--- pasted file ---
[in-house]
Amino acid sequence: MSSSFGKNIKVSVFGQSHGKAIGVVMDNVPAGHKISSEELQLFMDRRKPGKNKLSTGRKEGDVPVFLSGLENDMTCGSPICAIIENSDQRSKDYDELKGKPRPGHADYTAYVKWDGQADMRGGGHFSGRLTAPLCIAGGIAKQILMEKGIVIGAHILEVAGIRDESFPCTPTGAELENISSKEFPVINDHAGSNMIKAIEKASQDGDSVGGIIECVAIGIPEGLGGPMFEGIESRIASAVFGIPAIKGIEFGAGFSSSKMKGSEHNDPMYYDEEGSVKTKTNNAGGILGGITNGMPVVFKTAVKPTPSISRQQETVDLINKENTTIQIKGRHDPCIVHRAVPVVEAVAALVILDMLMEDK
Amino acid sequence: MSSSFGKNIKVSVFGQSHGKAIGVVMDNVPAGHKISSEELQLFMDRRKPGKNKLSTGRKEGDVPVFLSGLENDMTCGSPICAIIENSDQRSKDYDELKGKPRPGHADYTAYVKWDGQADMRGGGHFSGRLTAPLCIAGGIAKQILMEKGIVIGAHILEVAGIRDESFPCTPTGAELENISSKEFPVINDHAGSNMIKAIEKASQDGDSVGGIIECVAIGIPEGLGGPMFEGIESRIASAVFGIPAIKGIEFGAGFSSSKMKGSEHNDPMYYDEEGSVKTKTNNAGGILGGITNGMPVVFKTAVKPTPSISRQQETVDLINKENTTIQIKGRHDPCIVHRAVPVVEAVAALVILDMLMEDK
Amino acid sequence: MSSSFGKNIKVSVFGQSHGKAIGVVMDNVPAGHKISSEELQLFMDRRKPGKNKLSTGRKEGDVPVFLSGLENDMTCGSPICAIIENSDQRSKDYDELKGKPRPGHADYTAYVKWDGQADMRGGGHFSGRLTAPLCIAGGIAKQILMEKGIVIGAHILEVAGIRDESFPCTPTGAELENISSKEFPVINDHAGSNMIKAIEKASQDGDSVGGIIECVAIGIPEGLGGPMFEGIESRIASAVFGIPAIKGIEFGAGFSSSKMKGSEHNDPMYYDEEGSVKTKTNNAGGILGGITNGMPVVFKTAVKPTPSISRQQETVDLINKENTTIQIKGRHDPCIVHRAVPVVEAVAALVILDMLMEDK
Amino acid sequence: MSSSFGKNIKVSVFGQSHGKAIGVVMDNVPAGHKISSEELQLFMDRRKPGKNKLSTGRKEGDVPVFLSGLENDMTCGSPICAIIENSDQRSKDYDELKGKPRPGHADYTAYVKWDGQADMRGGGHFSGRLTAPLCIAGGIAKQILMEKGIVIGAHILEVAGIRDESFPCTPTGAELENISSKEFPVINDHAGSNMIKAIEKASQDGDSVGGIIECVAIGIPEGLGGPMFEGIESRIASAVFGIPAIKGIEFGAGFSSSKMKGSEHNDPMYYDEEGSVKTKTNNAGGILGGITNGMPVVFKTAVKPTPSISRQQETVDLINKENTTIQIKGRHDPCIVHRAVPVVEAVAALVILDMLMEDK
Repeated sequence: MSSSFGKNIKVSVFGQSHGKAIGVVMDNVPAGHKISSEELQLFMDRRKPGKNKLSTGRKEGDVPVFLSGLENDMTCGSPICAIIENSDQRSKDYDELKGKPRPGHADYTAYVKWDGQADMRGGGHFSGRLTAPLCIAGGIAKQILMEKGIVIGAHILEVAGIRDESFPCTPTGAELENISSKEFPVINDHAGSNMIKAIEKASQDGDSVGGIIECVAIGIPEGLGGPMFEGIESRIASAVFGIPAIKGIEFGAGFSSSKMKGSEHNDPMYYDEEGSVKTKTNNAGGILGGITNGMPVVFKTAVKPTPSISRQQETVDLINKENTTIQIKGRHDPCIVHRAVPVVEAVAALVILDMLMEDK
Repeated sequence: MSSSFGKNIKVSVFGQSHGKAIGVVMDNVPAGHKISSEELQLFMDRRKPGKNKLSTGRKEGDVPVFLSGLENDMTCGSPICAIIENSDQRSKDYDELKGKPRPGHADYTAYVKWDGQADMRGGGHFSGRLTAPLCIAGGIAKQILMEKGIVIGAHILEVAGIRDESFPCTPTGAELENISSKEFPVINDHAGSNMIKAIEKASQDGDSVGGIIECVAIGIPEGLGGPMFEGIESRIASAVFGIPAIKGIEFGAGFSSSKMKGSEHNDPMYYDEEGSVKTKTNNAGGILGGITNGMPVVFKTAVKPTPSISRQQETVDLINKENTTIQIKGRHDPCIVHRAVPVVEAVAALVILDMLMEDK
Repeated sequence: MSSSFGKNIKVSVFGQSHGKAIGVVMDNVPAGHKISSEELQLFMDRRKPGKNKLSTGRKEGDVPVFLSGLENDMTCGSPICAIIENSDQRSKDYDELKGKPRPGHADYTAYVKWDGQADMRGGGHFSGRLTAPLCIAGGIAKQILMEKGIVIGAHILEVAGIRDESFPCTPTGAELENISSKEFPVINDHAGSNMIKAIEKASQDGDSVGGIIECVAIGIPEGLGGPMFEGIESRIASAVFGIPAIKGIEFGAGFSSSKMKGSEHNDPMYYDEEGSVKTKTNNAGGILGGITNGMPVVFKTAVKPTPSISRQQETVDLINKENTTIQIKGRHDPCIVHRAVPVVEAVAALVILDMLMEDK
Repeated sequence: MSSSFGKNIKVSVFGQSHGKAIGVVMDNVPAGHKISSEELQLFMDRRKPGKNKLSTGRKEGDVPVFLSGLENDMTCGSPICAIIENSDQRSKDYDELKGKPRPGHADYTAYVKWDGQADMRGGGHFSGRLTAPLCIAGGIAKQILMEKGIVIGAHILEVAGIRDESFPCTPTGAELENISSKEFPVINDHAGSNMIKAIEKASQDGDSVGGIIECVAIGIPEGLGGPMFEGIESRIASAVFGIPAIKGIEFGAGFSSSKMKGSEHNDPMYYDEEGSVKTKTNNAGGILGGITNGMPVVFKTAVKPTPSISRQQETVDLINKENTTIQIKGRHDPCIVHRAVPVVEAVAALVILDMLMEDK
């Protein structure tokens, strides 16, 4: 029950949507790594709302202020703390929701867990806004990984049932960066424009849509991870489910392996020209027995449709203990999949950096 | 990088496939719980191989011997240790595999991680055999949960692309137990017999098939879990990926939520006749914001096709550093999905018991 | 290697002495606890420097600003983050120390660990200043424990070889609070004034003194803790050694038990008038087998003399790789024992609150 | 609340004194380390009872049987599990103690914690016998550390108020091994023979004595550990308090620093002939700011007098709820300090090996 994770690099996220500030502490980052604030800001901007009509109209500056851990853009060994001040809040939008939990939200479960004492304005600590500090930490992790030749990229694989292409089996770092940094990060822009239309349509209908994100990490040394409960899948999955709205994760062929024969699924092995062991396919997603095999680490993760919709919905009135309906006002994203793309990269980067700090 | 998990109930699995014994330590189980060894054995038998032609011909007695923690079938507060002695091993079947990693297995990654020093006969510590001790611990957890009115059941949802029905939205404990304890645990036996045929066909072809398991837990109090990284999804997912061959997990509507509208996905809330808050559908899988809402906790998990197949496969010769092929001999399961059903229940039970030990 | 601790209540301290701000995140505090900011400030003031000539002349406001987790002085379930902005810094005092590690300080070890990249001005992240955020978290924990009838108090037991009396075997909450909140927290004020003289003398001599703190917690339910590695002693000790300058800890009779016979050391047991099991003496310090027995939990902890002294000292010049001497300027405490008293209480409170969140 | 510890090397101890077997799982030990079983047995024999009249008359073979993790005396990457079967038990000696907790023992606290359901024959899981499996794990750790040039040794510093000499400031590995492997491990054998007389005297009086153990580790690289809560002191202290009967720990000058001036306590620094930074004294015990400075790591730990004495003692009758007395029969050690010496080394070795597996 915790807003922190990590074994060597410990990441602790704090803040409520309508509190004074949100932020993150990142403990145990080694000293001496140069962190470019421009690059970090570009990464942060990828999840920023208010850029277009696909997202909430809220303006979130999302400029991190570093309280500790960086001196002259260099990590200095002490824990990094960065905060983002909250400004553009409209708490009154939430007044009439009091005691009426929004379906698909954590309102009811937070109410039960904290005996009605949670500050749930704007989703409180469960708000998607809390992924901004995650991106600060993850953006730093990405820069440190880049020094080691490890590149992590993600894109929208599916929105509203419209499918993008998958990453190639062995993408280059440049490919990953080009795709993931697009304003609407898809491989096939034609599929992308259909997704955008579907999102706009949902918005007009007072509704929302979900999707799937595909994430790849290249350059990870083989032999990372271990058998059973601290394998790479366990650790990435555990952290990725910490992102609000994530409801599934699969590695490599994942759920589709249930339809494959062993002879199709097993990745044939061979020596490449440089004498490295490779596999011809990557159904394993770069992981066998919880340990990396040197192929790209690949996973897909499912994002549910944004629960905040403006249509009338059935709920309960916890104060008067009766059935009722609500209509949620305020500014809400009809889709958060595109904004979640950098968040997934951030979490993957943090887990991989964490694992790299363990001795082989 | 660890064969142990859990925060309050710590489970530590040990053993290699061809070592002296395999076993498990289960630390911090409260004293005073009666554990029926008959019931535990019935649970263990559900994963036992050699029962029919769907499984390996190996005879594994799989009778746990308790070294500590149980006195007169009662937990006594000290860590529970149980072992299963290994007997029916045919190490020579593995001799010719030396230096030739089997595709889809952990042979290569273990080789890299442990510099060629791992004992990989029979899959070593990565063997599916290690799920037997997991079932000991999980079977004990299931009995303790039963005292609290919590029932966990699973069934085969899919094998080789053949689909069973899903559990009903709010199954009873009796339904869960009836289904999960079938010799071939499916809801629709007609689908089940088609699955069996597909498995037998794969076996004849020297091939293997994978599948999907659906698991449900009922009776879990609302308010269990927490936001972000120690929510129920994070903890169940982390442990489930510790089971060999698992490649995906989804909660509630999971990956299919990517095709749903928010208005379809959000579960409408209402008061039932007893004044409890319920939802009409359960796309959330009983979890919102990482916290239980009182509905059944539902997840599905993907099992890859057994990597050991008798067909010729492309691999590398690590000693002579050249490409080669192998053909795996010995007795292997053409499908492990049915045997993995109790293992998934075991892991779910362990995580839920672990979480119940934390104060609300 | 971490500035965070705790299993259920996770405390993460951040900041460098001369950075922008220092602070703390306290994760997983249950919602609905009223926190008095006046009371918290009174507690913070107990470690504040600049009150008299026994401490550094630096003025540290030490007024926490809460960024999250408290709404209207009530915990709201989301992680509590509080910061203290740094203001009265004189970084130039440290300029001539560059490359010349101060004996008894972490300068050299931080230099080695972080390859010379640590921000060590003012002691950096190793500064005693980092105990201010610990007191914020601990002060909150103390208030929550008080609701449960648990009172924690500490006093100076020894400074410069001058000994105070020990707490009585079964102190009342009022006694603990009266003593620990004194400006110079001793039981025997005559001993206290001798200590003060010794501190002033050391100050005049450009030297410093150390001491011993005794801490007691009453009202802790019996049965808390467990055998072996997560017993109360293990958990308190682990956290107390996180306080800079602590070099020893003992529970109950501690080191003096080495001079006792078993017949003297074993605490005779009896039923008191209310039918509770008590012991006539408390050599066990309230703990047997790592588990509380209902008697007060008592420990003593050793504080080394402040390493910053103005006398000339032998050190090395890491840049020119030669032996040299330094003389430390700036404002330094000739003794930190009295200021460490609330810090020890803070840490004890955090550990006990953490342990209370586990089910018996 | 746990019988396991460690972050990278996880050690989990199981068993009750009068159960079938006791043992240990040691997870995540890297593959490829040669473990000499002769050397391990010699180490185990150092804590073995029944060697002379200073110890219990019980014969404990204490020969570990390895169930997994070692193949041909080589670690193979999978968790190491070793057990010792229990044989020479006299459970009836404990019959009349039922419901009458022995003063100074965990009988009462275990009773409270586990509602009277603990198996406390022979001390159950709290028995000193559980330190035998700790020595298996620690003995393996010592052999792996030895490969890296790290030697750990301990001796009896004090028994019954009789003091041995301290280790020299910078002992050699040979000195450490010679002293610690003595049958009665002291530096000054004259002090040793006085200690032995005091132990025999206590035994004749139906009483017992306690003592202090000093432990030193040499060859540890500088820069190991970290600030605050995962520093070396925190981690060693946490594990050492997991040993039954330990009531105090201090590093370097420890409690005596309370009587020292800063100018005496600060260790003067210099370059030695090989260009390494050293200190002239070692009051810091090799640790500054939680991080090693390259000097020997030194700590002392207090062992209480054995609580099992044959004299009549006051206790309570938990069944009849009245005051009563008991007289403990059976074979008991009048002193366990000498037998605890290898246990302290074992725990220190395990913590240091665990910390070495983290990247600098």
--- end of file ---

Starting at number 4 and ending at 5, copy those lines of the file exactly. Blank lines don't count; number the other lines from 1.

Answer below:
Amino acid sequence: MSSSFGKNIKVSVFGQSHGKAIGVVMDNVPAGHKISSEELQLFMDRRKPGKNKLSTGRKEGDVPVFLSGLENDMTCGSPICAIIENSDQRSKDYDELKGKPRPGHADYTAYVKWDGQADMRGGGHFSGRLTAPLCIAGGIAKQILMEKGIVIGAHILEVAGIRDESFPCTPTGAELENISSKEFPVINDHAGSNMIKAIEKASQDGDSVGGIIECVAIGIPEGLGGPMFEGIESRIASAVFGIPAIKGIEFGAGFSSSKMKGSEHNDPMYYDEEGSVKTKTNNAGGILGGITNGMPVVFKTAVKPTPSISRQQETVDLINKENTTIQIKGRHDPCIVHRAVPVVEAVAALVILDMLMEDK
Amino acid sequence: MSSSFGKNIKVSVFGQSHGKAIGVVMDNVPAGHKISSEELQLFMDRRKPGKNKLSTGRKEGDVPVFLSGLENDMTCGSPICAIIENSDQRSKDYDELKGKPRPGHADYTAYVKWDGQADMRGGGHFSGRLTAPLCIAGGIAKQILMEKGIVIGAHILEVAGIRDESFPCTPTGAELENISSKEFPVINDHAGSNMIKAIEKASQDGDSVGGIIECVAIGIPEGLGGPMFEGIESRIASAVFGIPAIKGIEFGAGFSSSKMKGSEHNDPMYYDEEGSVKTKTNNAGGILGGITNGMPVVFKTAVKPTPSISRQQETVDLINKENTTIQIKGRHDPCIVHRAVPVVEAVAALVILDMLMEDK